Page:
I’ve been having a great time reading old copies of The Etude, a magazine specifically for musicians with articles by prominent musicians and teachers of the early 20th Century. Published by Theodore Presser beginning in 1883, the magazine lasted up until 1957. My grandmother, a music teacher in Kansas City for thirty years, gave me an enormous stack of them which have been a real treat to study and explore in further depth for vocal wisdom and ideas on singing.
Over the next several days, I’ll be posting a lot of articles from this magazine, as their scholarship has been largely forgotten in the 21st century, and these writers and singers worked very closely with major teachers and important pedagogues of their day.
It turns out that vocal ‘quacks’ in the profession existed even at the turn of the last century! I’ve underlined some of the article below that really spoke to me as a teacher and affirmed the particular approach I take to voice training along ‘Old Italian’ lines.
Of particular interest is the assertion that singing in falsetto in the Italian school was not intended for performance, but only as a method of exercise of the vocal mechanism. This is in complete agreement with how I work the head/falsetto of men’s voices, who often lack this registrational function. It is not a performance tone, anymore than a bicep curl is a ‘move’ on the football, basketball, gymnastic, or skating arena. Conditioned and coordinated muscles work better than non-conditioned muscles, and therein lies the benefit of exercising falsetto in a man’s voice.
The author below, J. Henry Wheeler, also wrote a book which is available for free from the Google Play Bookstore, another trove of old singing manuals and books.
From The Etude, April 1901:
There are three national methods of vocal culture, viz.: the Italian, French, and German. The Italian method is that by which nearly all the famous singers of the past and present have been educated. The French school of voice culture is similar to that of the Italian, the difference being a tendency of the last-named school to give to the female voice excessive brilliancy. The German school of voice-culture cultivates in the male voice the falsetto tone, for the purpose of using it in singing. This school also gives to the male and female voice immense volume of tone, and also exaggerates the extent of the registers in the female voice, thus causing it to become screamy, and robbing it of its full compass. In the Italian method, the falsetto of the male voice is studied as a means to an end, but not to be used as a tone in singing. The Italian method gives to the male and female voices equal power with the German, but less volume, thus enabling the voice to sing its entire compass, to gain all possible agility, and to give to it a lasting quality.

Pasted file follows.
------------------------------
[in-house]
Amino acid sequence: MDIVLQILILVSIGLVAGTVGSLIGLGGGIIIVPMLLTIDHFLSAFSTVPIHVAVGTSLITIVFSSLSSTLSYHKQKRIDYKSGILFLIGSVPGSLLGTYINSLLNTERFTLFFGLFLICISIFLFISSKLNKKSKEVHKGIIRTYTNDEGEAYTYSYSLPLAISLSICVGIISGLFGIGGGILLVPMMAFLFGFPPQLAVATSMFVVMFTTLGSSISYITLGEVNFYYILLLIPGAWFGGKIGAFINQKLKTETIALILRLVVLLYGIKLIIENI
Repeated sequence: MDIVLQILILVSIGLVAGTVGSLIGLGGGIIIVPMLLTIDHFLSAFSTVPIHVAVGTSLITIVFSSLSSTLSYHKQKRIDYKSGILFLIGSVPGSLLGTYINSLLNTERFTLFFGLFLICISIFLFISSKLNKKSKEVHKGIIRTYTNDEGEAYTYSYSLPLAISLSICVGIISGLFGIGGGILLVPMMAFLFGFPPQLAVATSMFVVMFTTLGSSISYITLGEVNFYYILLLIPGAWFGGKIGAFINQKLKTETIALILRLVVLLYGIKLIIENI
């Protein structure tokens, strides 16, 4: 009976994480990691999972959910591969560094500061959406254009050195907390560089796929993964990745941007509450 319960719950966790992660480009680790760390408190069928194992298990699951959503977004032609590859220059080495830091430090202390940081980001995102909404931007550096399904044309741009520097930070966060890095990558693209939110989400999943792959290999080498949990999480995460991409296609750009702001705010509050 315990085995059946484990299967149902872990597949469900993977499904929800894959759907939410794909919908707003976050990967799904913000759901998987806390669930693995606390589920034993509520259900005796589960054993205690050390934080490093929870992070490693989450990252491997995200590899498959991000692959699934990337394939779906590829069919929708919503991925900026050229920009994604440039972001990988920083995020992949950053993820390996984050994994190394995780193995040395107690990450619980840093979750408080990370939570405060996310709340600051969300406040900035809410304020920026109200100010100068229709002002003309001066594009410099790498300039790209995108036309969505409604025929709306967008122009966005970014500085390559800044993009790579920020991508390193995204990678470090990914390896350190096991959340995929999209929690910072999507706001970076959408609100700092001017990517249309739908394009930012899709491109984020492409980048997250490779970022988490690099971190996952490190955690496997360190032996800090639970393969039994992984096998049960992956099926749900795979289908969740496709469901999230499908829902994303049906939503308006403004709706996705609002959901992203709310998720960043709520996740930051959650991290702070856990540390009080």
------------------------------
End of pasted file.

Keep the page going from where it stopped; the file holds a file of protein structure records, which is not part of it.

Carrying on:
In addition to these national methods, there are teachers who claim a method of their own; a method which they absurdly assert will, in a few months, enable one to sing with a voice beautiful in quality and fully developed. These persons are charlatans, and should be avoided as much as should “quack” doctors of medicine. There is no method, neither will there ever be one, superior to that which has made the most celebrated artists of the past and present. In no department in the curriculum of musical instruction are found so many impostors and ignorant teachers as in that of voice-culture. Upon the voice-teacher more depends than upon any other teacher in the department of musical education. An ignorant teacher not only fails to improve the voice, but often utterly ruins it, and also the health of the pupil. Among these so-called teachers are many scheming, sensational men and women who use certain peculiarities as “stock in trade,” and many earnest students are led into their snares. To illustrate. The following examples I know to be facts concerning certain teachers: One teacher tells his pupil to produce his tone from his diaphragm; another to sing on one vocal cord while he rests the other; still another, for the production of a certain quality of tone, says the air should be directed against a certain tooth; another has his pupil bend nearly double when vocalizing (this is supposed to place the head-tones); another teacher has the pupil lie down while vocalizing, with a pile of books upon the chest (this is done to keep the chest from rising and to induce abdominal breathing); another has the pupil sit on the piano- stool, with the toes placed against the under part of the keyboard, throwing the body backward as nearly horizontal as possible, then rise to a sitting position (this is done to cultivate abdominal breathing and strengthen the respiratory muscles); still another has the pupil lie upon a lounge and vocalize, with a tumbler filled with water placed upon the chest (this is to admonish the pupil not to move the chest while vocalizing, and woe betide the singer if the admonition be not heeded!). Another teaches the crescendo, diminuendo, and explosive tone by means of an umbrella, the extent of the crescendo and diminuendo being in agreement with the opening and closing of the umbrella, the explosive tone being illustrated by the sudden opening of the umbrella. Another gives only breathing lessons for the first three months, the second three months being devoted to the making of tones produced just above a whisper, the pupil being told that after these six months his voice will be powerful, of a beautiful quality, and perfectly placed. But of all the charlatan, sensational practices, is the contemptible one used by certain teachers to make it their “stock in trade” to browbeat and abuse their pupils by using indecent language, not hesitating even at profanity. These men stalk about the room with their hands over their ears, stamp, rave, and swear at their pupils, calling them idiots, fools, and any other invective they can call to mind. If they can induce a woman to cry, they feel that they have produced an effect which will not fail to impress the student with their superior ability, and importance as teachers. The influence of such teachers is demoralizing; they are a disgrace to the profession, and should be spurned and despised by every student of singing, and every father and mother who would give to their son or daughter the refining influence of a musical education. It is an easy matter to learn if a teacher be courteous in deportment; there are plenty of good men and women in the profession whose influence tends to build up the moral and esthetic nature of their pupils, and who make the study of vocal music what it really should be: a stepping-stone to a higher and purer life.—J. Harry Wheeler.